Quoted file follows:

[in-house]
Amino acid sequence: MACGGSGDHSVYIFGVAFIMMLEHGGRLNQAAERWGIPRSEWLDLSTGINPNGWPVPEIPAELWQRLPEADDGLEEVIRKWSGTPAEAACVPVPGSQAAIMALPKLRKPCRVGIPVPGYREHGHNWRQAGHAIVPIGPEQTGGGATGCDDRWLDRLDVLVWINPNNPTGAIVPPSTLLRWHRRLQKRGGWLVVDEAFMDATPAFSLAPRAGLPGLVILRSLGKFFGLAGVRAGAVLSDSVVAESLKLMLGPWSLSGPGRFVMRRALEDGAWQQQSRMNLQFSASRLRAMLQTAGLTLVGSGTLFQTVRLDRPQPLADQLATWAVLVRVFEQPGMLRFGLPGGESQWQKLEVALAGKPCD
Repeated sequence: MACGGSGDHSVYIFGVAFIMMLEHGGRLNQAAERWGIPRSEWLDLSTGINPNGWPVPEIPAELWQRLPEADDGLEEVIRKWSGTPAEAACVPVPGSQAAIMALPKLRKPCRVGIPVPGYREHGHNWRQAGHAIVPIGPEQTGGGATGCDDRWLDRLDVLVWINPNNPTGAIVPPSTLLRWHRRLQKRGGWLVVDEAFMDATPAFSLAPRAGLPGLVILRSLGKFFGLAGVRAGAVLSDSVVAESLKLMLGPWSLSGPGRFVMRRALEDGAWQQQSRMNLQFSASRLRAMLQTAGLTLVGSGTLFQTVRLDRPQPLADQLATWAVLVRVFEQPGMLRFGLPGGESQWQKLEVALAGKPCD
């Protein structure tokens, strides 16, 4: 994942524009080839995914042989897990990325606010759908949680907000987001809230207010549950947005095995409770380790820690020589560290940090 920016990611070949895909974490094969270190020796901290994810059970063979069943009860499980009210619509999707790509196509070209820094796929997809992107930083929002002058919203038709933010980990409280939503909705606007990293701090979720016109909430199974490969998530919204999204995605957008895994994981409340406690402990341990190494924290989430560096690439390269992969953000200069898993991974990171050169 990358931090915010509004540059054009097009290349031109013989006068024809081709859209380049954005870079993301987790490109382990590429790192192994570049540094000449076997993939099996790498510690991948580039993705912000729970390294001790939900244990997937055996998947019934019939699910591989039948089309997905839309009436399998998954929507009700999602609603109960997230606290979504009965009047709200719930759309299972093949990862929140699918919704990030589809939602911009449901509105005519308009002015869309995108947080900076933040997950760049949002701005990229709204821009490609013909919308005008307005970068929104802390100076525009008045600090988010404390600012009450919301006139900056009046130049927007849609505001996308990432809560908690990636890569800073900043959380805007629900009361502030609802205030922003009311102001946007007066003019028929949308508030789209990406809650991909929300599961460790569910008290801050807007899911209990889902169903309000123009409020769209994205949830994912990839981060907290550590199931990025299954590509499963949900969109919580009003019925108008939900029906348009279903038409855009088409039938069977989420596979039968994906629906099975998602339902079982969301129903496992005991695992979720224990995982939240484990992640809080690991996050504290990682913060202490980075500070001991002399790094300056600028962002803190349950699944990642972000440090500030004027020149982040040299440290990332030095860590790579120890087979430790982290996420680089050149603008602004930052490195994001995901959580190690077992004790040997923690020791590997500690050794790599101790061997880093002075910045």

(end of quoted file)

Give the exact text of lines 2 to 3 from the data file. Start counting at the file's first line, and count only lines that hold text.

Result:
Amino acid sequence: MACGGSGDHSVYIFGVAFIMMLEHGGRLNQAAERWGIPRSEWLDLSTGINPNGWPVPEIPAELWQRLPEADDGLEEVIRKWSGTPAEAACVPVPGSQAAIMALPKLRKPCRVGIPVPGYREHGHNWRQAGHAIVPIGPEQTGGGATGCDDRWLDRLDVLVWINPNNPTGAIVPPSTLLRWHRRLQKRGGWLVVDEAFMDATPAFSLAPRAGLPGLVILRSLGKFFGLAGVRAGAVLSDSVVAESLKLMLGPWSLSGPGRFVMRRALEDGAWQQQSRMNLQFSASRLRAMLQTAGLTLVGSGTLFQTVRLDRPQPLADQLATWAVLVRVFEQPGMLRFGLPGGESQWQKLEVALAGKPCD
Repeated sequence: MACGGSGDHSVYIFGVAFIMMLEHGGRLNQAAERWGIPRSEWLDLSTGINPNGWPVPEIPAELWQRLPEADDGLEEVIRKWSGTPAEAACVPVPGSQAAIMALPKLRKPCRVGIPVPGYREHGHNWRQAGHAIVPIGPEQTGGGATGCDDRWLDRLDVLVWINPNNPTGAIVPPSTLLRWHRRLQKRGGWLVVDEAFMDATPAFSLAPRAGLPGLVILRSLGKFFGLAGVRAGAVLSDSVVAESLKLMLGPWSLSGPGRFVMRRALEDGAWQQQSRMNLQFSASRLRAMLQTAGLTLVGSGTLFQTVRLDRPQPLADQLATWAVLVRVFEQPGMLRFGLPGGESQWQKLEVALAGKPCD